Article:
The American companies “think they can’t handle business,” she said, “because of presentation. In business, you have to put a lot of nonsense together and present it. My husband always just makes his point and that’s the end of it. When you look at big companies, almost none of the top executives are Asians. They hire someone who doesn’t know anything about the business, but maybe he can make a good presentation.”

What about you? Have you observed this bias in your workplace? Any ideas for how to correct it? If you’re Asian-American and have a quiet personality, are you interested in leadership, and does it seem attainable?



  1. Luna on 21.02.2011 at 16:15 (Reply)

    Oh I love that comment “you have to put a lot of nonsense together and present it,” it is bang on with observations my husband has made and the comment about hiring someone who does not know a lot about business but can make good presentations again, absolutely true. Though I am not sure if the bias re: Asians runs true in Canada. I would be curious to find out.

  2. Susan on 21.02.2011 at 16:52 (Reply)

    That’s an interesting question re: Canada, Luna. I’ll let you know if I come across anything.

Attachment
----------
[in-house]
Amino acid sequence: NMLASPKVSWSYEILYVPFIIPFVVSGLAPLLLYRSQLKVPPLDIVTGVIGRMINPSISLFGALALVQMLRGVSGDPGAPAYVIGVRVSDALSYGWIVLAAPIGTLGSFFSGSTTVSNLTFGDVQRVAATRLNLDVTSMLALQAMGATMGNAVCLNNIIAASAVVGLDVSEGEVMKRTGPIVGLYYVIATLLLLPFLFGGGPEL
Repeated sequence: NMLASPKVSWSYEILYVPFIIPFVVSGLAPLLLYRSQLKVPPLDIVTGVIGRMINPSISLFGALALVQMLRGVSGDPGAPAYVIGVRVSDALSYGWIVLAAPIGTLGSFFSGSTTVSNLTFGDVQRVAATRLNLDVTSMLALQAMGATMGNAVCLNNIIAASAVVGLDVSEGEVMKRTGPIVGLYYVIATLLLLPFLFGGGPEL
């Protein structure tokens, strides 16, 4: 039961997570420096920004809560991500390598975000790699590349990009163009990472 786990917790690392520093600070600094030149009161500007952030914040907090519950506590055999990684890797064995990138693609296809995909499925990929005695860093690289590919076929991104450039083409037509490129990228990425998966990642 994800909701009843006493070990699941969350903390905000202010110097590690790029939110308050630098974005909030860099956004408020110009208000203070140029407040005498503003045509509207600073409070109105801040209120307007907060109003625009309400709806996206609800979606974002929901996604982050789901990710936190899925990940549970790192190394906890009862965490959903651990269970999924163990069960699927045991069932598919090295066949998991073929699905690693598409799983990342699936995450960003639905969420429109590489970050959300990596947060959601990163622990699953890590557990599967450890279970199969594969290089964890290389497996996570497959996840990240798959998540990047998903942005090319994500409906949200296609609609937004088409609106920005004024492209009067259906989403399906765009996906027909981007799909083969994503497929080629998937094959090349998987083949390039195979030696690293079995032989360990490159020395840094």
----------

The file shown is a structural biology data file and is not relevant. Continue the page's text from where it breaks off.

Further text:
Is your husband of Asian origin?

  3. Luna on 22.02.2011 at 13:38 (Reply)

    No but many of the key people in our business were. My thoughts were that the stereotype of Canadians is that we are quieter and less assertive than Americans (whether or not that is true I don’t know) so following that reasoning perhaps that would make Canadian businesses more comfortable with thus more accepting of the personality type described in your article.

  4. Anna on 22.02.2011 at 19:54 (Reply)

    True. So very true-at least in my case. There have been many times when I was the principle person for the project-a.k.a. the person who does most of the work-only to have a Caucasian colleague asked to present it, therefore, receiving all the recognition. My Asian-American colleagues and I are commanded for our hard work and quiet diligence, but when I look around my department, none of us is head of any unit.

  5. Susan on 22.02.2011 at 20:53 (Reply)

    @Anna, this is terrible. Any ideas of how to change it? Could you let them know how enthusiastic you are about the project and ask to be included in the presentation? And/or…ask boss for a meeting to discuss your performance and your goals for the year to come, and let them him or her know during that meeting that you are interested in leadership roles?

  6. Dave on 23.02.2011 at 11:55 (Reply)

    I recently found your blog and love it. The information you provide is fascinating. I’ll be following your postings with great eagerness. (By the way, your link to “Recent research documents the strengths that introverts bring to leadership” is not correct; it has an extra http:// in it.) Keep up the great work!